Warshaw: Bruce Arena finds the balance as US stymie Mexico at Azteca

MEXICO CITY – Eight months ago, former US national team head coach Jurgen Klinsmann rolled out a 3-5-2/5-3-2 formation in a World Cup qualifier against Mexico. The team lost – and got badly outplayed – in their longstanding fortress at MAPFRE Stadium in Columbus, Ohio, and Klinsmann got crushed from every angle of the American soccersphere.

When word broke before Sunday’s rematch at Estadio Azteca that current head coach Bruce Arena would opt for a similar lineup with three central defenders, American soccer held its collective breath. Hadn’t the team learned their lesson? Is Arena really willing to put his reputation on the line with this?

Arena, though, had no doubts in his mind.

“I think probably sometime in January or February I decided to do that,” Arena said of his tactical decision after the 1-1 draw. “We tossed it around in the office with our coaches. They were probably not real supportive of the idea, since maybe they don’t have a lot of experience in that formation.”

I’d love to have been in the office to watch Bruce tell his staff, and have his assistants Dave Sarachan, Pat Noonan and Ken Arena look at him with wide eyes and jaws dropped. Arena, however, clearly did the math and felt confident with it.

“Mexico does an unbelievable job in their spacing,” Arena said in the post-match press conference. “They play players on both touchlines, so they open you up. They attack the gaps if you’re playing a four-man backline. We protected all those spaces.”

Arena said the USMNT started working on it in the first day of training camp two weeks ago; the players were drilled on both four-man and three-/five-man backlines.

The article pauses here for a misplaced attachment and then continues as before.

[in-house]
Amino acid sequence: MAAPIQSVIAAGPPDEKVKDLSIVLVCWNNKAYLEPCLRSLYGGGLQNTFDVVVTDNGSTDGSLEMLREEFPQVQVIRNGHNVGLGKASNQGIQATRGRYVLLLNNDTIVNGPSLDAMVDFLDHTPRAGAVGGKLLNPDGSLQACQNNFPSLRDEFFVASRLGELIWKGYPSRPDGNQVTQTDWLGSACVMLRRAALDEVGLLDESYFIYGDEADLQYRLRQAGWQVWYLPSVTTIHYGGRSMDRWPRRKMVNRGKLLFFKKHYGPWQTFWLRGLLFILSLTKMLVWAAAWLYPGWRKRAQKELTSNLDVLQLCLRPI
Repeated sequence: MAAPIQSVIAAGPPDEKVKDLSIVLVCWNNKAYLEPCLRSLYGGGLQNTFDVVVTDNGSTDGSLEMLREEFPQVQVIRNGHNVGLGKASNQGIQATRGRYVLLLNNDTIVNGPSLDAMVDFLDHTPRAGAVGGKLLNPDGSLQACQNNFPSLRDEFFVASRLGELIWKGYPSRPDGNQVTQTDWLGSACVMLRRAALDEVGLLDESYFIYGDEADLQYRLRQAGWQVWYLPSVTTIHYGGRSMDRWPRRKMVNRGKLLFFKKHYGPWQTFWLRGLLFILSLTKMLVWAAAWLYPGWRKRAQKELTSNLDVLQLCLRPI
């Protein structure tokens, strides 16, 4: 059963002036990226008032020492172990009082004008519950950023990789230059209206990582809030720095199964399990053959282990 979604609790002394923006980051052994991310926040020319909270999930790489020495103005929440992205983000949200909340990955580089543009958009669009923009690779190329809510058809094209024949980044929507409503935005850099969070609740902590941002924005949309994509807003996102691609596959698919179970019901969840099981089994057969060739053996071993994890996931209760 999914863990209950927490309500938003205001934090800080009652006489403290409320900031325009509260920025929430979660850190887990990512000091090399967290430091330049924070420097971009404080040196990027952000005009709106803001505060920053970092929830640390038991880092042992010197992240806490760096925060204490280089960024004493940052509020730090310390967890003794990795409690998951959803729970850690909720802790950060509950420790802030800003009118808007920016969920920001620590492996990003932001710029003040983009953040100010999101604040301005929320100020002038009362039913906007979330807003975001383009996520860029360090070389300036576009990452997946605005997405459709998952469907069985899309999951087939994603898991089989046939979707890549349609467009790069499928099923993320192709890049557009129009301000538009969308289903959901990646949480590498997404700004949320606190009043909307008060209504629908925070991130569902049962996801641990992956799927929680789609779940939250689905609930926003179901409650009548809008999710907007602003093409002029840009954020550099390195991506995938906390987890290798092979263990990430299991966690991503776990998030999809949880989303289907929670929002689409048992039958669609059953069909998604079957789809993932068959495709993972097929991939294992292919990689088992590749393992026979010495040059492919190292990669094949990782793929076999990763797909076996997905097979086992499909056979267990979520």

Once Arena had the formation in his mind for Sunday, the question became who would play in it. He made it clear he had to make adjustments after the short turnaround from Thursday’s win over Trinidad & Tobago in Colorado.

Once again, he seems to have made the right choices.

He selected a mix of young and old. He kept veterans Michael Bradley and Geoff Cameron on the field, added Tim Ream and Omar Gonzalez, and tossed a man that’s been playing for the US since Justin Bieber was in diapers, DaMarcus Beasley, in at left back. In the attack, conversely, he opted for naivete. Twenty-one-year-old Kellyn Acosta was tasked with working the engine room, and youngsters Bobby Wood, Paul Arriola and Christian Pulisic led the attack.

As Arena said after the game, “what they lack in experience, they have legs.” It showed early. They looked confident right away, pressing Mexico in midfield and surging forward on the counter. With the positives, however, came risks.

It wasn’t clear how they would do as the game went on. Could they focus for 90 minutes? Could they deal with the crowd and emotions? Mexico controlled much of the ball for the second half. The slightest mistake could have led to a goal, but the young bucks held strong.

The feat wasn’t lost on Arriola.

“Obviously we didn’t have the ball a lot, but tactically, being able to stay mentally concentrated the whole time was huge for all the young guys,” the Club Tijuana winger said. “I see a lot of us – Kellyn, myself, Christian, obviously – I don’t think we’re, I don’t think we should be talking about us being the future anymore. I think we should step up, and this was a great game for us to demonstrate.”

Arena credits much of the resolve to strong team chemistry.

“Spirit on the national team, this is critical,” he said. “The players have responded very well.”

Arena took a risk with both his formation and a lineup. But you wouldn’t know it from hearing him talk. Or from looking at the scoreboard.

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